“That gives you some optimism that three years from now, you could see the same kinds of things,” Bonham said. “This can change.”
When salmon return to California rivers to spawn, they lay their eggs in gravel nests in stream beds. Juvenile fish migrate to the Pacific, often returning in three years to complete the cycle.
Normally, strong spring runoff is ideal for pushing young salmon downstream towards the ocean. But because of the low numbers of adult salmon returning to spawn last year, McManus said, “our best guess is that there aren’t a ton of wild baby salmon waiting to take advantage of this runoff.”
State and federal officials also run hatcheries that raise and release millions of Chinook salmon each year. And the high river flows this spring are expected to help more of those salmon thrive as they are released in the coming months.
For decades, dams have prevented salmon from reaching their traditional spawning streams, and the fish are having an increasingly difficult time as climate change has intensified drought and brought warmer temperatures.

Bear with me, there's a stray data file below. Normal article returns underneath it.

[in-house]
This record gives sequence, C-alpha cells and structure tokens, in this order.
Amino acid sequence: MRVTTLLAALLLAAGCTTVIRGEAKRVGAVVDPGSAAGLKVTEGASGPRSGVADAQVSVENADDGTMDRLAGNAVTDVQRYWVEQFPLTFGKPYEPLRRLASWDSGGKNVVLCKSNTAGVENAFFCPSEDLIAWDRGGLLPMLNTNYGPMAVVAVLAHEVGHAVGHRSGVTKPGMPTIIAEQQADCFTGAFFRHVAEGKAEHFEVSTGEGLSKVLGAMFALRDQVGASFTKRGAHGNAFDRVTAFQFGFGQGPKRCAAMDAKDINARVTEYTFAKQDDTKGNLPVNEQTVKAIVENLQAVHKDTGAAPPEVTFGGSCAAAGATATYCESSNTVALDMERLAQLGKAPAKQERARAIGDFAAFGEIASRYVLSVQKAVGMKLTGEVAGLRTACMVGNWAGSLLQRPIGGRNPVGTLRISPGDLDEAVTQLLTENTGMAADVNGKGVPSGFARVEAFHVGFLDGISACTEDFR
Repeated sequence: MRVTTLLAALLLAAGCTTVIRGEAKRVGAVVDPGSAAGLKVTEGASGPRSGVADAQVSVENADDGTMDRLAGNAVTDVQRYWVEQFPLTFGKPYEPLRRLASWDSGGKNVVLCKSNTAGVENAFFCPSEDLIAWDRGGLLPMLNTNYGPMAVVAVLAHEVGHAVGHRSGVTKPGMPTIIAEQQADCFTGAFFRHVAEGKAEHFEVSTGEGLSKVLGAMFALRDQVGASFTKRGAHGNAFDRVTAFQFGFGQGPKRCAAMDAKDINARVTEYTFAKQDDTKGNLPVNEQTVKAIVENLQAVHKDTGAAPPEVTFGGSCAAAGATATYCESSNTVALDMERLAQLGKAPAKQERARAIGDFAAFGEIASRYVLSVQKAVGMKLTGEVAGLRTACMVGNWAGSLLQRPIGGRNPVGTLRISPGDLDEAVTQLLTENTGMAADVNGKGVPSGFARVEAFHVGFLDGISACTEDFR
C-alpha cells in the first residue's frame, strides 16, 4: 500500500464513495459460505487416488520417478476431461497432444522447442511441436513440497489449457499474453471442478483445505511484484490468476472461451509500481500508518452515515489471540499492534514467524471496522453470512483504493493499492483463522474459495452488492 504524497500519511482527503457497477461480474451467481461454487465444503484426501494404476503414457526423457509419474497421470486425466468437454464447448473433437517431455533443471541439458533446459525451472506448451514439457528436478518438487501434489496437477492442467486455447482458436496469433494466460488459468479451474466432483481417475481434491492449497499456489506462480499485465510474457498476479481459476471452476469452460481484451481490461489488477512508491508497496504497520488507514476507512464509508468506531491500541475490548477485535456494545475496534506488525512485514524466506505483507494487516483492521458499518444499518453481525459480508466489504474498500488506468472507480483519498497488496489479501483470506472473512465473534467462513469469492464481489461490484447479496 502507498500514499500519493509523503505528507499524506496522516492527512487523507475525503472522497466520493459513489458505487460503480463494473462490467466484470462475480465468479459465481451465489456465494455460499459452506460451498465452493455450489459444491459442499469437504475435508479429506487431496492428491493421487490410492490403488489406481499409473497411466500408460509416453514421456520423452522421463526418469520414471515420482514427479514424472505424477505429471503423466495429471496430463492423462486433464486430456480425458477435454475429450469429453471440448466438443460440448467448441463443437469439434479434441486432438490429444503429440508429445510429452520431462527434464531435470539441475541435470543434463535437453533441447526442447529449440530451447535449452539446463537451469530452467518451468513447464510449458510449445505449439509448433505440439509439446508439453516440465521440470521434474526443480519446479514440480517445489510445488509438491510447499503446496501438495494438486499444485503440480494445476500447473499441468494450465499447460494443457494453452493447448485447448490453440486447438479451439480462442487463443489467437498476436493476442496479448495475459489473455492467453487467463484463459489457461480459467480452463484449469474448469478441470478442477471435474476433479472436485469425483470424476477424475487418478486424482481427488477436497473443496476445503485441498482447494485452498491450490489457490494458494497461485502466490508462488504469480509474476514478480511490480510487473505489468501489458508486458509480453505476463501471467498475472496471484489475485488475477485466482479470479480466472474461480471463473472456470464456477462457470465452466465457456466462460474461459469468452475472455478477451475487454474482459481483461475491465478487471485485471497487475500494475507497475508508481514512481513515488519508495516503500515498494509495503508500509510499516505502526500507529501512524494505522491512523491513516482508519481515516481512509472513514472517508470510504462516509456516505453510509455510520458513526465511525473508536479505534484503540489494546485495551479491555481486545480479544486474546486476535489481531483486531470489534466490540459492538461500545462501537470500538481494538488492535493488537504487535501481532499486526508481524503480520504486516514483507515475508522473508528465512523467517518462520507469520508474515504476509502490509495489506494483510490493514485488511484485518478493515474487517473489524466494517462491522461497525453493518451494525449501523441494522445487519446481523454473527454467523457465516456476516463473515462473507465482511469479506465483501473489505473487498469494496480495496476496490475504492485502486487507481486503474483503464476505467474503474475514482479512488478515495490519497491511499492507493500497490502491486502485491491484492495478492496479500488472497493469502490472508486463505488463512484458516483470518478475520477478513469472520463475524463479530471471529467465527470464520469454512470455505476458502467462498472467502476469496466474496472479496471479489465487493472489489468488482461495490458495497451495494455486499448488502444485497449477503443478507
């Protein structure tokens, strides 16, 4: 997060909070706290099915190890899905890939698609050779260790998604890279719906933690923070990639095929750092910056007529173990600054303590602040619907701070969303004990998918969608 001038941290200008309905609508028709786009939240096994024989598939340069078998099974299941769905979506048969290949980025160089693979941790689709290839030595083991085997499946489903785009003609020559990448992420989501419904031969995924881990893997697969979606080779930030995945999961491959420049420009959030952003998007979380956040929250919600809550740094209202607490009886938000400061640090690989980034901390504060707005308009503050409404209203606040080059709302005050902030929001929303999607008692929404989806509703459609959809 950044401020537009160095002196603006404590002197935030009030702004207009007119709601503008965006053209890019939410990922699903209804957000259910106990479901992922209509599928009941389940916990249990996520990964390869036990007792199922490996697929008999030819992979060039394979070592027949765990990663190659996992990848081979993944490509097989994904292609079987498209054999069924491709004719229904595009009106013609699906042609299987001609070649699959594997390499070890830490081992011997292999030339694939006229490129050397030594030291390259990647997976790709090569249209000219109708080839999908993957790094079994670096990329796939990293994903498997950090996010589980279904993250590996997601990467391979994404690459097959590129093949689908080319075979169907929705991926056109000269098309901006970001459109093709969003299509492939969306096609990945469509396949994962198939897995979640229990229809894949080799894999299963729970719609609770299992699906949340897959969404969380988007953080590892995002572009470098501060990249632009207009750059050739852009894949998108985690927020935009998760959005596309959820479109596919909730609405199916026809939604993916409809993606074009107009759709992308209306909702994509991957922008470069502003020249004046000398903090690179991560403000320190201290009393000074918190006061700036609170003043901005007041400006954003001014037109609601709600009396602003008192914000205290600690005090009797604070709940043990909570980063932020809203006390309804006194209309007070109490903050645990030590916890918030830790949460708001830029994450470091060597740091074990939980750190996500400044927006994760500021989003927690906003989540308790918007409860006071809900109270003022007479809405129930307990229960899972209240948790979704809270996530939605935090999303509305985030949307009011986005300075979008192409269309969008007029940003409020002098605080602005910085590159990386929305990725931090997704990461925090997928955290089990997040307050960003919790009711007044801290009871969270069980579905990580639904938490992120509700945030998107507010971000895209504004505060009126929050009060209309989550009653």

To complicate the situation, scientists have discovered that a thiamine deficiency is hurting Chinook populations, and they suspect salmon may be feeding too much on numerous anchovies.
In the Sacramento River, other salmon streams are in danger. Spring Chinooks are listed as threatened under the Endangered Species Act, while winter Chinooks are listed as endangered.
Both commercial and recreational fishermen catch fall Chinook along the coast. Officials said commercial fishing brought in more than 211,000 fish in 2022.